Command of the Swiss assault was given to Anne de Montmorency. As the Swiss columns advanced towards the park, he ordered them to pause and wait for the artillery to bombard the defenses, but the Swiss refused. Historian Charles Oman suggested that they were "inspired by blind pugnacity and self-confidence". In any case, the Swiss moved rapidly towards Colonna's position, leaving the artillery behind. There was apparently some rivalry between the two columns, as one, commanded by Arnold Winkelried of Unterwalden, was composed of men from the rural cantons, while the other, under Albert von Stein, consisted of the contingents from Bern and the urban cantons. The advancing Swiss quickly came into range of the Imperial artillery. Unable to take cover on the level fields, they began to take substantial casualties; as many as 1000 may have been killed by the time the columns reached the Imperial lines.

The Swiss came to a sudden halt as they reached the sunken road; the depth of the road and the height of the rampart effectively blocked their advance. Moving down into the road, the Swiss suffered massive casualties from the fire of d'Avalos' arquebusiers. Nevertheless, the Swiss made a series of desperate charges. Some parties managed to reach the top of the rampart, only to be met by the landsknechts, who had come up from behind the arquebusiers. After attacking for about half an hour, the Swiss remnants retreated back towards the main French line, leaving more than 3000 dead, including both Winkelried and von Stein. Of the French nobles who had accompanied the assault, only Montmorency survived.

Lescun, with 400 heavy cavalry, had meanwhile reached the bridge south of the park and fought his way across it and into the Imperial camp. Colonna responded by detaching some cavalry under Antonio de Leyva, while Francesco Sforza came up the road towards the bridge, aiming to surround Lescun. Pontdormy held off the Milanese, allowing Lescun to extricate himself; the French cavalry then retraced its path and rejoined the main body.

Despite the urging of several Imperial commanders, Colonna refused to order a general attack, pointing out that much of Lautrec's army - including the bulk of his cavalry - was still intact. Colonna suggested that the French were already beaten, and would soon withdraw; this assessment was shared by Frundsberg. Nevertheless, some small groups of Spanish arquebusiers and light cavalry attempted to pursue the withdrawing Swiss, only to be beaten back by the Black Bands, who were covering the removal of the French artillery.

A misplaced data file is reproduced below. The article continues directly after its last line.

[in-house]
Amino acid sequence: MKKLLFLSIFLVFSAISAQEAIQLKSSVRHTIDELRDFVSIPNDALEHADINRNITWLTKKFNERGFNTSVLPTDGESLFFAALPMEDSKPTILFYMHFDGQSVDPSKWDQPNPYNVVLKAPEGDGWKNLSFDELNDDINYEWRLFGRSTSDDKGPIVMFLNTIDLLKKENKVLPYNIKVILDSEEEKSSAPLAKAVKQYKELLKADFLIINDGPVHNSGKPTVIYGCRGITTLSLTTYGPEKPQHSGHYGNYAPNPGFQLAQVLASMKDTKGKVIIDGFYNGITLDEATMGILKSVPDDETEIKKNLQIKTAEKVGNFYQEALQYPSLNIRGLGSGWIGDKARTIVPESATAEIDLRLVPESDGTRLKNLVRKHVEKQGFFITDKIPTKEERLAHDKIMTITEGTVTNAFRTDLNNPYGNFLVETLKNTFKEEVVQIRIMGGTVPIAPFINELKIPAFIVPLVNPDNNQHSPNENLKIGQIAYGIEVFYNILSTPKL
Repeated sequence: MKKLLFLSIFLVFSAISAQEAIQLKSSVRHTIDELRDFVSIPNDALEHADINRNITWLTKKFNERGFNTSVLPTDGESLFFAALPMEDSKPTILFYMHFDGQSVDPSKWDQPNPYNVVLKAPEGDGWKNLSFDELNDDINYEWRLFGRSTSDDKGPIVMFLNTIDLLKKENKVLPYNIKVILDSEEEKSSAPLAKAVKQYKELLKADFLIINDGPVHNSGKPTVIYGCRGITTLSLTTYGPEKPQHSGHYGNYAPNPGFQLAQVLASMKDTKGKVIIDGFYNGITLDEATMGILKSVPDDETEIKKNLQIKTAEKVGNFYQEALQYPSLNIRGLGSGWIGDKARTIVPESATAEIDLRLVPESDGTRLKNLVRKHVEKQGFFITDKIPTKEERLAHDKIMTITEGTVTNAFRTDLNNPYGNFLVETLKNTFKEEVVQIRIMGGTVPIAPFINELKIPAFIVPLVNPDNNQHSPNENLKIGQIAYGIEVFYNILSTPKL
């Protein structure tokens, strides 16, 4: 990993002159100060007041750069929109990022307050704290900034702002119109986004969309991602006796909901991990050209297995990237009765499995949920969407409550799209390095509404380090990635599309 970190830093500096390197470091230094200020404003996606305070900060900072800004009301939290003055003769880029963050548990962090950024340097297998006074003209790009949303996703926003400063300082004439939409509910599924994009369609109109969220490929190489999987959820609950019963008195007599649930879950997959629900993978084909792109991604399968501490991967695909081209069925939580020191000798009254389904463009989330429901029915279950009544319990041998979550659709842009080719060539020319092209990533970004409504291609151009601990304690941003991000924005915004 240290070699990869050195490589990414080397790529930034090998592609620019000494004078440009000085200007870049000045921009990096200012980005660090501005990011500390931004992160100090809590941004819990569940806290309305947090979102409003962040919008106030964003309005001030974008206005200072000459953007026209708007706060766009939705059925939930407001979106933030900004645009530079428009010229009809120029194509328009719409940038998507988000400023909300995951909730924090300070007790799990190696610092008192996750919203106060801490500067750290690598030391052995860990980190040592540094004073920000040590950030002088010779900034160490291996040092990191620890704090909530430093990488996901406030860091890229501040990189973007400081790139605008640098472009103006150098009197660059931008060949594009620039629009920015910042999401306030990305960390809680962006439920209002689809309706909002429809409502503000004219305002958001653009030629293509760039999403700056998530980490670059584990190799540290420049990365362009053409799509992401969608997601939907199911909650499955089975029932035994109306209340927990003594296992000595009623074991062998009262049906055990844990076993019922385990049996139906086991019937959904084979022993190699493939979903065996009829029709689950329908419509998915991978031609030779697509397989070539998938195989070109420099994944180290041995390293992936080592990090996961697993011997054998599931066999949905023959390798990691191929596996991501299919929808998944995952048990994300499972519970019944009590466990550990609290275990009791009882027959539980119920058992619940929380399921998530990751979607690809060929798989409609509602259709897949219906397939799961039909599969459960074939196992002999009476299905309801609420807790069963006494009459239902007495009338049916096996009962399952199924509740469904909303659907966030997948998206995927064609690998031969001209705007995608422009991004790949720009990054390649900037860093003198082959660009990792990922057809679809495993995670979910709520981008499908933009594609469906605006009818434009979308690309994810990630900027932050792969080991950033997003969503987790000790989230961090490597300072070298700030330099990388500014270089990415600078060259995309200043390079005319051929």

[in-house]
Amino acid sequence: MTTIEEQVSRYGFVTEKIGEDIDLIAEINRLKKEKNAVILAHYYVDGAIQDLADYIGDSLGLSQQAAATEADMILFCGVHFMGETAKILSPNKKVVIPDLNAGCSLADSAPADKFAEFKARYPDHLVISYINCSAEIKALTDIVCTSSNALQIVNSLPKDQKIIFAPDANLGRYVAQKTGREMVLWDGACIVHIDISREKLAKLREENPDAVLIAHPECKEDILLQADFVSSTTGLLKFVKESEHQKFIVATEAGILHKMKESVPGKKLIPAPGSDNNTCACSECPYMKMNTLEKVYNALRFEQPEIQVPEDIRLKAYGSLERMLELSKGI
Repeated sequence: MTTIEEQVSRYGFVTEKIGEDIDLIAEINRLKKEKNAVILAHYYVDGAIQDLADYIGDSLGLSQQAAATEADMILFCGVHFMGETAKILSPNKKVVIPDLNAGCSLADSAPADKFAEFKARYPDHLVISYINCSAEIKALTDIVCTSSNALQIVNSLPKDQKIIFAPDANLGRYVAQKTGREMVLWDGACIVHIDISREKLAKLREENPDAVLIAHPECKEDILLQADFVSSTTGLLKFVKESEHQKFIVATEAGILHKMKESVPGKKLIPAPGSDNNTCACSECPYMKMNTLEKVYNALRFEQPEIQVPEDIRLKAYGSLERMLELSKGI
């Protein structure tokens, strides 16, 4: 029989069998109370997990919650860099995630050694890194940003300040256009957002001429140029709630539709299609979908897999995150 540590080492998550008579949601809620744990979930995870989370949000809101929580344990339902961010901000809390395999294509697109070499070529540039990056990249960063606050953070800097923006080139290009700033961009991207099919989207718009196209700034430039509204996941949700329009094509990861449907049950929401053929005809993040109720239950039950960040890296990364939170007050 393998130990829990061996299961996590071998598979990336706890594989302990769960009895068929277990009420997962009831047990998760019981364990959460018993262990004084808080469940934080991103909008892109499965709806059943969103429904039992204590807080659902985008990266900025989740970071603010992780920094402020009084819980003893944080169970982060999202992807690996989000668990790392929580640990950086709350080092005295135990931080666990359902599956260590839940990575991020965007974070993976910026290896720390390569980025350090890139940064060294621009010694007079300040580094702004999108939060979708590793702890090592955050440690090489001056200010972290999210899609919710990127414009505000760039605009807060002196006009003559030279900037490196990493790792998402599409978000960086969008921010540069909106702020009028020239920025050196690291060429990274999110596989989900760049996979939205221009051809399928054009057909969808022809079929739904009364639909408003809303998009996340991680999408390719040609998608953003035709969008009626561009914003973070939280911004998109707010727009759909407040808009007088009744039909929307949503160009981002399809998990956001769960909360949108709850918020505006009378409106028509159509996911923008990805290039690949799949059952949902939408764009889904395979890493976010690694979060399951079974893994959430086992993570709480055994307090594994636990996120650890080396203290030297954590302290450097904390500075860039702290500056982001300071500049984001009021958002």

Colonna's judgement proved accurate. The Swiss were unwilling to make another assault, and marched for home on April 30. Lautrec, believing that his resulting weakness in infantry made a further campaign impossible, retreated to the east, crossing the Adda into Venetian territory. Having reached Cremona, he left Lescun in command of the remnants of the French army and rode unescorted to Lyon, to make his report to King Francis I.

While Swiss mercenaries would continue to take part in the Italian Wars, they no longer possessed the willingness to make headlong attacks that they had at Novara in 1513 or Marignano in 1515 (see postings); their performance at the Battle of Pavia (see posting) in 1525 would surprise observers by its lack of initiative.

Lautrec's departure heralded a complete collapse of the French position in northern Italy. No longer menaced by the French army, Colonna and d'Avalos marched on Genoa, capturing it after a brief siege. Lescun, learning of the loss of Genoa, reached an agreement with Sforza by which the Castello Sforzesco in Milan, which still remained in French hands, surrendered, and the remainder of the French forces withdrew over the Alps. The Venetians, under the newly elected Doge Andrea Gritti, were no longer interested in continuing the war; in July 1523, Gritti concluded the Treaty of Worms with Charles V, removing the Republic from the war. The French would make 2 further attempts to regain Lombardy before the end of the war in 1526, but neither would be successful; the terms of the Treaty of Madrid, which Francis was forced to sign after his defeat at the Battle of Pavia, would leave Italy in Imperial hands.
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Old 04-27-2018, 06:21 PM   #5140
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A phrase said by Nikita Khrushchev that remains current is the possibility of mutual destruction of the USA and Russia (in the case USSR at the time) if these countries were to face completely

He said that if these two warlike superpowers were to fight each other's ashes would be indistinguishable